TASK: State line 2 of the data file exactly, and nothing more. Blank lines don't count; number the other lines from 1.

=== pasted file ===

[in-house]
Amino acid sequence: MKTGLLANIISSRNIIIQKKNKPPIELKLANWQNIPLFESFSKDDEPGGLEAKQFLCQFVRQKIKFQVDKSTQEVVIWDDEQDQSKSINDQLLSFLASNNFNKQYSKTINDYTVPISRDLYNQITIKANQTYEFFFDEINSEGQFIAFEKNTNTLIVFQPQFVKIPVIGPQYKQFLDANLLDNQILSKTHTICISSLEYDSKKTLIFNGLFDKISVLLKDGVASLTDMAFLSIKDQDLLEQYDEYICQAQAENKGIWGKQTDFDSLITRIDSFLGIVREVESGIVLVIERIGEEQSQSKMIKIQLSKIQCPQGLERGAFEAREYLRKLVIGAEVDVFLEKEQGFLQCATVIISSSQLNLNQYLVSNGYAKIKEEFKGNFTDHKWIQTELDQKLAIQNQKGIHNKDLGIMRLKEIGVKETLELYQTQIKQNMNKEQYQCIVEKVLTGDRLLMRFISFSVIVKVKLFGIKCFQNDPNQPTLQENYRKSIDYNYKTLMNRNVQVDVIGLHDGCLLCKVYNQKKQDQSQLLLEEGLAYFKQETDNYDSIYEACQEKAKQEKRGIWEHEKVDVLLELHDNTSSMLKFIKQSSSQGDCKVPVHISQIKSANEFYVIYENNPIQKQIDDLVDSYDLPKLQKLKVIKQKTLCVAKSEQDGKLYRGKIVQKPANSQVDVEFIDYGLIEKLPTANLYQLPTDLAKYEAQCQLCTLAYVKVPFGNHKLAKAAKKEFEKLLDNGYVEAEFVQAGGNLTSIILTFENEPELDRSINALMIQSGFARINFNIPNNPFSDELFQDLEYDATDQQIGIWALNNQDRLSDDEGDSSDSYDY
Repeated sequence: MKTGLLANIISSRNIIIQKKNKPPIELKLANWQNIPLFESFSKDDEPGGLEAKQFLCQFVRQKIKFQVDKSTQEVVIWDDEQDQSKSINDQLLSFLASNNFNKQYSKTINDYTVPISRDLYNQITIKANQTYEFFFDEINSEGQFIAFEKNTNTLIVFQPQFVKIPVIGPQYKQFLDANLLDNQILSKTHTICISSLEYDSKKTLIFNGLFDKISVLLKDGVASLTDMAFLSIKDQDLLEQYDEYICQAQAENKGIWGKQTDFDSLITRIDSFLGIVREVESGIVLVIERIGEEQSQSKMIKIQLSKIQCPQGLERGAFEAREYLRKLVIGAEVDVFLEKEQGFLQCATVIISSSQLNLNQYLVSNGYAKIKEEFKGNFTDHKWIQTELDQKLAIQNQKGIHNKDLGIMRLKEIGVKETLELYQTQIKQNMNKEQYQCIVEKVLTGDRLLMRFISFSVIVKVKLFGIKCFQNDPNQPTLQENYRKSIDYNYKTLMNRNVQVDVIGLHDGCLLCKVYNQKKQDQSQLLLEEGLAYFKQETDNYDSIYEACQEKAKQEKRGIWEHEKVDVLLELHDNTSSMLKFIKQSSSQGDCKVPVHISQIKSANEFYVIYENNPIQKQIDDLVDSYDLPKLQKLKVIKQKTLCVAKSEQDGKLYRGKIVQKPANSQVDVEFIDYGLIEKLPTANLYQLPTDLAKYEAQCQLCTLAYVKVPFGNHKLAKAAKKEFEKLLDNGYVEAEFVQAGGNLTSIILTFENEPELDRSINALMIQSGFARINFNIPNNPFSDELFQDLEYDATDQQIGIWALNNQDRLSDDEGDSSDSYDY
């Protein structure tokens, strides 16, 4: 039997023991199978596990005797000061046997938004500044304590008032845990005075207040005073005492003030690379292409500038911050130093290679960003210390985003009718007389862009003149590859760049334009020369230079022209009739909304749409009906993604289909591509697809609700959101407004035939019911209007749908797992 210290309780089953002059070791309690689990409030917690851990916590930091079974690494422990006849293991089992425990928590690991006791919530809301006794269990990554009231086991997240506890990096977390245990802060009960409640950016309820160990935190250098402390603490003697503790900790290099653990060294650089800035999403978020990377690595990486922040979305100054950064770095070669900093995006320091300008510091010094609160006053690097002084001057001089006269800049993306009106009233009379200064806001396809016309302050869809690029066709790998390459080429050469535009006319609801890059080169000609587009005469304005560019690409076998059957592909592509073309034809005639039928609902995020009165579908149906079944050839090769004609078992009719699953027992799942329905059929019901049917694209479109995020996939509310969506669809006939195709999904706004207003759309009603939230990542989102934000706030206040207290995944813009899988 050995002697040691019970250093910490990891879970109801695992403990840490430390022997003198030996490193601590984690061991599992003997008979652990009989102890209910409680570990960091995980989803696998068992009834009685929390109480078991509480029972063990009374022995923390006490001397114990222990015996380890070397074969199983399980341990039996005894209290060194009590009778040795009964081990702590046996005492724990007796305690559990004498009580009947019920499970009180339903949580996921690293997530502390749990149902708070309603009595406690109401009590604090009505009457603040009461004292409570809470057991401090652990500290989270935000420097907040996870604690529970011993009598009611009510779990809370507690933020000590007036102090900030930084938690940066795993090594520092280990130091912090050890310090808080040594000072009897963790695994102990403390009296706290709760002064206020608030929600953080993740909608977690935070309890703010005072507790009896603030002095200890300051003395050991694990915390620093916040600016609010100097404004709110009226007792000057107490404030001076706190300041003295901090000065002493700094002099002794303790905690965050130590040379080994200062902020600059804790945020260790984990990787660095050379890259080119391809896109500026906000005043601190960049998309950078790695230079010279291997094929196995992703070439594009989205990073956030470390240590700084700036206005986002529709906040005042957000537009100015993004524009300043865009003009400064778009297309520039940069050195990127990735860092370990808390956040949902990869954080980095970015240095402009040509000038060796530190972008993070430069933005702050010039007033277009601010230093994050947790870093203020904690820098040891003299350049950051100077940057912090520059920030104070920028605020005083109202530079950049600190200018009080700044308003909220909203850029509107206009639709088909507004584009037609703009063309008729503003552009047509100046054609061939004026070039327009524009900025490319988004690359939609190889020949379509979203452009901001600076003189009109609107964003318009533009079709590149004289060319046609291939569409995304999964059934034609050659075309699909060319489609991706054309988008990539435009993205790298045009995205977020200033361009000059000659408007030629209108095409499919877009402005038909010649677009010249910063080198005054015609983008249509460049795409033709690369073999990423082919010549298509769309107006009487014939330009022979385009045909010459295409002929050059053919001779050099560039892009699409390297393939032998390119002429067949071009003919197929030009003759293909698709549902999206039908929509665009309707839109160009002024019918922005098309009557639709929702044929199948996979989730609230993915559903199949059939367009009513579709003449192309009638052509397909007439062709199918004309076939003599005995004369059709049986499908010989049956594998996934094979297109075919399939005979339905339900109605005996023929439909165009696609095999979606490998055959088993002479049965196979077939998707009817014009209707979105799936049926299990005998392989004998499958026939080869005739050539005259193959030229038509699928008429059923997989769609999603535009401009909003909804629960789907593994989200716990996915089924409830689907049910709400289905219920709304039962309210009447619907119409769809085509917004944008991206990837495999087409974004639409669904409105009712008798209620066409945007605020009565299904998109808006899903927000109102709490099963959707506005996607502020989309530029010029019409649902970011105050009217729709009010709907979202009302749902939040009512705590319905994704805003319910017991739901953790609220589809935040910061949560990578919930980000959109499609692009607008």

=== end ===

Amino acid sequence: MKTGLLANIISSRNIIIQKKNKPPIELKLANWQNIPLFESFSKDDEPGGLEAKQFLCQFVRQKIKFQVDKSTQEVVIWDDEQDQSKSINDQLLSFLASNNFNKQYSKTINDYTVPISRDLYNQITIKANQTYEFFFDEINSEGQFIAFEKNTNTLIVFQPQFVKIPVIGPQYKQFLDANLLDNQILSKTHTICISSLEYDSKKTLIFNGLFDKISVLLKDGVASLTDMAFLSIKDQDLLEQYDEYICQAQAENKGIWGKQTDFDSLITRIDSFLGIVREVESGIVLVIERIGEEQSQSKMIKIQLSKIQCPQGLERGAFEAREYLRKLVIGAEVDVFLEKEQGFLQCATVIISSSQLNLNQYLVSNGYAKIKEEFKGNFTDHKWIQTELDQKLAIQNQKGIHNKDLGIMRLKEIGVKETLELYQTQIKQNMNKEQYQCIVEKVLTGDRLLMRFISFSVIVKVKLFGIKCFQNDPNQPTLQENYRKSIDYNYKTLMNRNVQVDVIGLHDGCLLCKVYNQKKQDQSQLLLEEGLAYFKQETDNYDSIYEACQEKAKQEKRGIWEHEKVDVLLELHDNTSSMLKFIKQSSSQGDCKVPVHISQIKSANEFYVIYENNPIQKQIDDLVDSYDLPKLQKLKVIKQKTLCVAKSEQDGKLYRGKIVQKPANSQVDVEFIDYGLIEKLPTANLYQLPTDLAKYEAQCQLCTLAYVKVPFGNHKLAKAAKKEFEKLLDNGYVEAEFVQAGGNLTSIILTFENEPELDRSINALMIQSGFARINFNIPNNPFSDELFQDLEYDATDQQIGIWALNNQDRLSDDEGDSSDSYDY